Really. There was also a cousin, a neighbor, people I’d worked with — not so you’d recognize them, but I’d written to their personalities or family history, or something in their current livesused

My husband and sons — I won’t go there. Maybe, maybe not. But the cat — I featured our Calico cat in one of my books because I promised her, before she died.

And aunts and uncles — fair game, where I could reorder life with them to my taste and say what I should have said thirty years ago.

Writing, as it were, pieces of my biography entwined with fictionalizing them.

I shouldn’t write my memoirs. I should say, read my books. There, you’ll learn all about me.

Beyond the Night, the sequel to The Darkest Heart is available now as a Pocket Star eBbook.

You Talkin’ To Me?

Okay, people. Confession time. This is a biggie in my house. So maybe if I say it out loud, I’ll be more conscious of it.

I talk to myself. A lot.

Oh, you’re not surprised? You do too, don’t you? And it drives your husband crazy, right? Mine too. He never knows if I’m talking to him, my son, the cat, the tv or the wall.

Well, why should he? I ask myself. But then, we’re always talking to each other, even about the most mundane things, like “I’m taking out the garbage.” So, John reasons, how is he supposed to know that I’m not talking to him?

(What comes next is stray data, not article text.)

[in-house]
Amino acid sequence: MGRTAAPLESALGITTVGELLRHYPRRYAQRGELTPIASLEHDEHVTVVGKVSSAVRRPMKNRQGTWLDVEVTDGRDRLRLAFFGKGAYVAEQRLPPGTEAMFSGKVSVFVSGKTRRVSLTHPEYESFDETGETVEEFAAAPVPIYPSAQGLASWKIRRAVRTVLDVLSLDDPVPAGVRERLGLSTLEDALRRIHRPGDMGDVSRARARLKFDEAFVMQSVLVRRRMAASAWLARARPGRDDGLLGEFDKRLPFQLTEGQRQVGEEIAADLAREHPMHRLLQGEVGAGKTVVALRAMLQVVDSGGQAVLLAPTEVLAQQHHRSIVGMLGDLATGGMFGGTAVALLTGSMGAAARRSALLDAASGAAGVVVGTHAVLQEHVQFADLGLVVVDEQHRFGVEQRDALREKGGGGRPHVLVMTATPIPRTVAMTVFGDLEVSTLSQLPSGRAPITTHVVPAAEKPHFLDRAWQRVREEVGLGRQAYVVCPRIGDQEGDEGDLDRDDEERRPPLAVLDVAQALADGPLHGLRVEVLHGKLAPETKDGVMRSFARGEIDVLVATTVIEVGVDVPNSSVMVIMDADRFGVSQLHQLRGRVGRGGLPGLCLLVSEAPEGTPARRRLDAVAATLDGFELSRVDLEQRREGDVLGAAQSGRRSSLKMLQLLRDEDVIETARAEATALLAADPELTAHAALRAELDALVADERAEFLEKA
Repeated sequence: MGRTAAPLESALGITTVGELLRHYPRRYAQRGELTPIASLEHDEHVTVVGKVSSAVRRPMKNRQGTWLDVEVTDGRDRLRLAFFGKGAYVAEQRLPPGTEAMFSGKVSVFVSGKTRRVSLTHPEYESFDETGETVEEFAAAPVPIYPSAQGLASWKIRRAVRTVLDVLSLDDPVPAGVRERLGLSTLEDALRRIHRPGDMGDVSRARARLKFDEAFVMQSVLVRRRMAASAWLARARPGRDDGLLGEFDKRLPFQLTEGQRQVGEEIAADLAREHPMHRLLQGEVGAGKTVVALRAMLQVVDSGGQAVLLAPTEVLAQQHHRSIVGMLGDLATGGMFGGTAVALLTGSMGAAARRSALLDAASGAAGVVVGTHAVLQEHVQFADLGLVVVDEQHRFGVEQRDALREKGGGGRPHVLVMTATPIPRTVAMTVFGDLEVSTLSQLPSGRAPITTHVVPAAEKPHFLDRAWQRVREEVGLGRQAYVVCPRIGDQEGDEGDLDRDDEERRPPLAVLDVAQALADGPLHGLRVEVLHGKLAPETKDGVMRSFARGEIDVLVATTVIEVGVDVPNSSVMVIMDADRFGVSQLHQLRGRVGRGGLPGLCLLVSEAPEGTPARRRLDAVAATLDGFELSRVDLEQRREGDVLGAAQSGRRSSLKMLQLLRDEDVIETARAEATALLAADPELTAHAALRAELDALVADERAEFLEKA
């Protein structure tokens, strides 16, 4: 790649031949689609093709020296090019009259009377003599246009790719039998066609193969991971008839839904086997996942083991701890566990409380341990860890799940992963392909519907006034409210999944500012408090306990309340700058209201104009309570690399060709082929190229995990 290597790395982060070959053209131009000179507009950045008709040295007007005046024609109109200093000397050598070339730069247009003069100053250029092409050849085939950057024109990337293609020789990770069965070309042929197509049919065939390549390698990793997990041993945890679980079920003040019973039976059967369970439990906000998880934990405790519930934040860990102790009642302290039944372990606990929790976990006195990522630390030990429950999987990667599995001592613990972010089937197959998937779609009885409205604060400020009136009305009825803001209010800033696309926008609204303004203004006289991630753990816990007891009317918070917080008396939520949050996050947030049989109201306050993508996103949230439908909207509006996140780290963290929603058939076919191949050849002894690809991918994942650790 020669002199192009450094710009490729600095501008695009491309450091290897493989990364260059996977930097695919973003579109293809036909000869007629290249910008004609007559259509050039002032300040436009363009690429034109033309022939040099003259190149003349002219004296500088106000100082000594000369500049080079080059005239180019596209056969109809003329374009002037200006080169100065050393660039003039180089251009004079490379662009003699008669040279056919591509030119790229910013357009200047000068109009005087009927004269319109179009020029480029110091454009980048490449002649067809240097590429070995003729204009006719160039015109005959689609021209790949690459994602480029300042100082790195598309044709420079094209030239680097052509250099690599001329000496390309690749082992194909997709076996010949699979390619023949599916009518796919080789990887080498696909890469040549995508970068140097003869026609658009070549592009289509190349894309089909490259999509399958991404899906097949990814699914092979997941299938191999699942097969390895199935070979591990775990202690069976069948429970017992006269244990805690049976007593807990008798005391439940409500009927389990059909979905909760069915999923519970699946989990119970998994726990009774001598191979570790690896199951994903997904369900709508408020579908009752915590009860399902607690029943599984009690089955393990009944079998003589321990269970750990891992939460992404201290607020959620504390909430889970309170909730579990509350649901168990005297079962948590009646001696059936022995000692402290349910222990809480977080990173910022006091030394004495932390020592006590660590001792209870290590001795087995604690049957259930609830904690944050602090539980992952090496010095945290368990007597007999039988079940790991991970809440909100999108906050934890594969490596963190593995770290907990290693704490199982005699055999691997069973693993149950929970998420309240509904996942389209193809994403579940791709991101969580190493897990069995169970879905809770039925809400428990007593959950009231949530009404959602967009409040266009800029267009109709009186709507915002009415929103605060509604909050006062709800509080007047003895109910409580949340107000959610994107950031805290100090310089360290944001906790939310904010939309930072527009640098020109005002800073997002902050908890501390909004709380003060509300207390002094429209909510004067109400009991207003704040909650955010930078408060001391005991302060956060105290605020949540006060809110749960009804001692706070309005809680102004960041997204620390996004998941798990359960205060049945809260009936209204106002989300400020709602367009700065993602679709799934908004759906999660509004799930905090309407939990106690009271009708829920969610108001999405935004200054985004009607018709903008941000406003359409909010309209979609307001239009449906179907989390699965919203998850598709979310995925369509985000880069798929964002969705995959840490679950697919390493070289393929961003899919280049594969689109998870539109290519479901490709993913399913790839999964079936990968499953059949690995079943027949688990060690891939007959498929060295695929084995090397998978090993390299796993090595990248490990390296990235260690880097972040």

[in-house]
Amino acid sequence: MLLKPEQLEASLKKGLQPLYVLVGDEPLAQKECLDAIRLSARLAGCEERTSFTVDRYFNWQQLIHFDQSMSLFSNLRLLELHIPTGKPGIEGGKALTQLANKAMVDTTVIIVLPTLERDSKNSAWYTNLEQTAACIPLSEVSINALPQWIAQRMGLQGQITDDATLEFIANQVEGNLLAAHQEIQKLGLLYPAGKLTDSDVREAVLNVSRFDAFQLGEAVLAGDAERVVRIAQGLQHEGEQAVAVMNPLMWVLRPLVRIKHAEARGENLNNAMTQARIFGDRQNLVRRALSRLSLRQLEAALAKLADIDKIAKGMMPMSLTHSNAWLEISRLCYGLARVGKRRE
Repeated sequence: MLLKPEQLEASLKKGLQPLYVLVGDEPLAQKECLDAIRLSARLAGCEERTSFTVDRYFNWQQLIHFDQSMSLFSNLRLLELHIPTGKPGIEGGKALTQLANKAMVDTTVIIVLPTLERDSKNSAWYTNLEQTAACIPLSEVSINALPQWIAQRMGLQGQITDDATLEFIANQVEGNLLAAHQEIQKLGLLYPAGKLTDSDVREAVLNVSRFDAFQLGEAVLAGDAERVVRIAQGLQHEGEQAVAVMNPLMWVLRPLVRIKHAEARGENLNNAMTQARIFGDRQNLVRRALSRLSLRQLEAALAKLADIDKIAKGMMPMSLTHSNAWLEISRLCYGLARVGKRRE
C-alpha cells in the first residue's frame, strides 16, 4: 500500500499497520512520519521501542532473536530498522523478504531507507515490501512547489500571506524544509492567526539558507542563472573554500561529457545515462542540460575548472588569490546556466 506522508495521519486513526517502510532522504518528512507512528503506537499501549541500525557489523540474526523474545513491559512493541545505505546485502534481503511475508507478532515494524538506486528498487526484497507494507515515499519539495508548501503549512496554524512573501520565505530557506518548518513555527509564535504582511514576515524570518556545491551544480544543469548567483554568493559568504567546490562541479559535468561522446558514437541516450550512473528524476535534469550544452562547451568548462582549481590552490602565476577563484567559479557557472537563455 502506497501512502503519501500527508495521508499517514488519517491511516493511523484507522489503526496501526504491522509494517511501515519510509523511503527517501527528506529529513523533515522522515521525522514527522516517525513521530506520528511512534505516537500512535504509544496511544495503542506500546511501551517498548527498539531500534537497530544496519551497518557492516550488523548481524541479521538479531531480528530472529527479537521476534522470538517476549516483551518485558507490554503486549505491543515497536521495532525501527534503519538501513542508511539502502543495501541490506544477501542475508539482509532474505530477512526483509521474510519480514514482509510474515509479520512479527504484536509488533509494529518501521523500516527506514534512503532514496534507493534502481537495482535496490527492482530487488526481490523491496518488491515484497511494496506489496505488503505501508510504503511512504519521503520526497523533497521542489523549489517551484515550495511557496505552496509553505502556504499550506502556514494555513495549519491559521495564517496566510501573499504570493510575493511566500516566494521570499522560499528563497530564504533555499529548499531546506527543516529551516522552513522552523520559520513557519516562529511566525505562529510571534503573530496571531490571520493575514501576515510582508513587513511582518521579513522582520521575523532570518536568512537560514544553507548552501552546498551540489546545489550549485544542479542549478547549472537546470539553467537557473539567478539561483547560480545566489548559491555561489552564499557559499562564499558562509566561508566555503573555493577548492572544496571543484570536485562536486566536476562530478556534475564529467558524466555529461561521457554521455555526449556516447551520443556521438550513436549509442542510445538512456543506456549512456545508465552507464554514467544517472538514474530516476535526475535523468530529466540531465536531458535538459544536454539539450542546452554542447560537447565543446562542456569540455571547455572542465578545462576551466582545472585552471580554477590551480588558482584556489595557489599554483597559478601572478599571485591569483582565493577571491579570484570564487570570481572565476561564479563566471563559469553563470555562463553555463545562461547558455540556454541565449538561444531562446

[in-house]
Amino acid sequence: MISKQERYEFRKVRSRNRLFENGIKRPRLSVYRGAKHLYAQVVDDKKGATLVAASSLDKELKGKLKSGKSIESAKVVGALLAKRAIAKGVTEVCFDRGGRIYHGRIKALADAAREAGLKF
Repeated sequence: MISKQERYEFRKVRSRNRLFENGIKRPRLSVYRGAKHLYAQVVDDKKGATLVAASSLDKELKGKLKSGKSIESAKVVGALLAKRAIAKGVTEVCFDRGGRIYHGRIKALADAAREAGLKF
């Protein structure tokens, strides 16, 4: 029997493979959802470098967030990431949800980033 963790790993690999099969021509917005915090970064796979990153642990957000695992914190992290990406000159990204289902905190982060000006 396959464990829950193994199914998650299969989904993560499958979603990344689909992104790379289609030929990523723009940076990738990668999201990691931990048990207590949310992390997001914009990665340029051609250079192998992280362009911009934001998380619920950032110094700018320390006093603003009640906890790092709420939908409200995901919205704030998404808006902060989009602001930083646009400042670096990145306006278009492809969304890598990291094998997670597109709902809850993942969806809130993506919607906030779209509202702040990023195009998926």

People, I hate it when he uses logic. So I did what any self-respecting author would do: I wrote a lyric.

I live in my imagination
conversations are ongoing there
you don’t have a prayer
are you talking to me
no, I’m talking to me
well, how would I know
your voice is so low
so what if I do
what’s my talking to you?
at least give me a clue
if the conversation’s here
or it’s somewhere over there
please signal with a bell
so at least I can tell
if you’re talking to me
or still talking to you.

There, that solves the problem altogether. Want to confess? DO you talk to yourself?

Thea Devine’s books defined erotic historical romance. “Beyond the Night,” the sequel to “The Darkest Heart” will be an October 2014 eBook release from Pocket Star.

You’ve Got To Have Friends

Hi everyone. Thea, home from National where I didn’t attend as many workshops as I should have. But that gave me the opportunity to catch up with several old friends whom I only see once a year, briefly, and on the run between workshops.

I’m still trying to figure out this friendship phenomenon: that there are people you meet and connect with at conference, and you only see them once a year, and yet, it’s like you’ve seen them often and so only need five minutes or fifteen or a half hour to get updated, and off you go, looking forward to seeing them again next year.